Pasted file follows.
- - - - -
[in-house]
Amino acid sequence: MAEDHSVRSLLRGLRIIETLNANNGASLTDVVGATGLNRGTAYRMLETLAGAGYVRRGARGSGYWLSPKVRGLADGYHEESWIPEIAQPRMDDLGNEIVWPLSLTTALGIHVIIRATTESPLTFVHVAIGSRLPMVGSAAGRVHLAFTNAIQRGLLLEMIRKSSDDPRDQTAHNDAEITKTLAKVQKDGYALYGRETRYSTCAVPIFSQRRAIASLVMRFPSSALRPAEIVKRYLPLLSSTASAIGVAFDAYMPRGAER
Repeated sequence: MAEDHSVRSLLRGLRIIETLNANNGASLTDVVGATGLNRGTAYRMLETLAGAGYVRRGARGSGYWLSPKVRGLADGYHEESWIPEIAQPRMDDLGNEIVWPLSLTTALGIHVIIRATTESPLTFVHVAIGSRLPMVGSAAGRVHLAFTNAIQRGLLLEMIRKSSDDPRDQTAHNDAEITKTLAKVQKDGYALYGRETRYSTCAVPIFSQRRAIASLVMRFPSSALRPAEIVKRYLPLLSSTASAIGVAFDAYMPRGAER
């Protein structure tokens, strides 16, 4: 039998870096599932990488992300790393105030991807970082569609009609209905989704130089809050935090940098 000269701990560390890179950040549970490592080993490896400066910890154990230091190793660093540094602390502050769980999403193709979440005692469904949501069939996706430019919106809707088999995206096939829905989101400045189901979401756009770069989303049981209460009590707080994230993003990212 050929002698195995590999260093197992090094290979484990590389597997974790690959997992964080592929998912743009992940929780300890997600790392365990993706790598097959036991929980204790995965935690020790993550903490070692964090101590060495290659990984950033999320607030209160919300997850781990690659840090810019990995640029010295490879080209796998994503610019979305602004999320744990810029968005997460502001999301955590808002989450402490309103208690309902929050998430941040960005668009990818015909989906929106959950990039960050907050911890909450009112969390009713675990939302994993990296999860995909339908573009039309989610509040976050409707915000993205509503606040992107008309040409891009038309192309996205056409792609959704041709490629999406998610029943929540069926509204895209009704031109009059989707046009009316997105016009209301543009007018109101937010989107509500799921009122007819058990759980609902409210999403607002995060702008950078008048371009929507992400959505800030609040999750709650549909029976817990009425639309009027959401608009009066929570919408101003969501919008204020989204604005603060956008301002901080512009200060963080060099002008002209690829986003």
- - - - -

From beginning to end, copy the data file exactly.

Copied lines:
[in-house]
Amino acid sequence: MAEDHSVRSLLRGLRIIETLNANNGASLTDVVGATGLNRGTAYRMLETLAGAGYVRRGARGSGYWLSPKVRGLADGYHEESWIPEIAQPRMDDLGNEIVWPLSLTTALGIHVIIRATTESPLTFVHVAIGSRLPMVGSAAGRVHLAFTNAIQRGLLLEMIRKSSDDPRDQTAHNDAEITKTLAKVQKDGYALYGRETRYSTCAVPIFSQRRAIASLVMRFPSSALRPAEIVKRYLPLLSSTASAIGVAFDAYMPRGAER
Repeated sequence: MAEDHSVRSLLRGLRIIETLNANNGASLTDVVGATGLNRGTAYRMLETLAGAGYVRRGARGSGYWLSPKVRGLADGYHEESWIPEIAQPRMDDLGNEIVWPLSLTTALGIHVIIRATTESPLTFVHVAIGSRLPMVGSAAGRVHLAFTNAIQRGLLLEMIRKSSDDPRDQTAHNDAEITKTLAKVQKDGYALYGRETRYSTCAVPIFSQRRAIASLVMRFPSSALRPAEIVKRYLPLLSSTASAIGVAFDAYMPRGAER
């Protein structure tokens, strides 16, 4: 039998870096599932990488992300790393105030991807970082569609009609209905989704130089809050935090940098 000269701990560390890179950040549970490592080993490896400066910890154990230091190793660093540094602390502050769980999403193709979440005692469904949501069939996706430019919106809707088999995206096939829905989101400045189901979401756009770069989303049981209460009590707080994230993003990212 050929002698195995590999260093197992090094290979484990590389597997974790690959997992964080592929998912743009992940929780300890997600790392365990993706790598097959036991929980204790995965935690020790993550903490070692964090101590060495290659990984950033999320607030209160919300997850781990690659840090810019990995640029010295490879080209796998994503610019979305602004999320744990810029968005997460502001999301955590808002989450402490309103208690309902929050998430941040960005668009990818015909989906929106959950990039960050907050911890909450009112969390009713675990939302994993990296999860995909339908573009039309989610509040976050409707915000993205509503606040992107008309040409891009038309192309996205056409792609959704041709490629999406998610029943929540069926509204895209009704031109009059989707046009009316997105016009209301543009007018109101937010989107509500799921009122007819058990759980609902409210999403607002995060702008950078008048371009929507992400959505800030609040999750709650549909029976817990009425639309009027959401608009009066929570919408101003969501919008204020989204604005603060956008301002901080512009200060963080060099002008002209690829986003």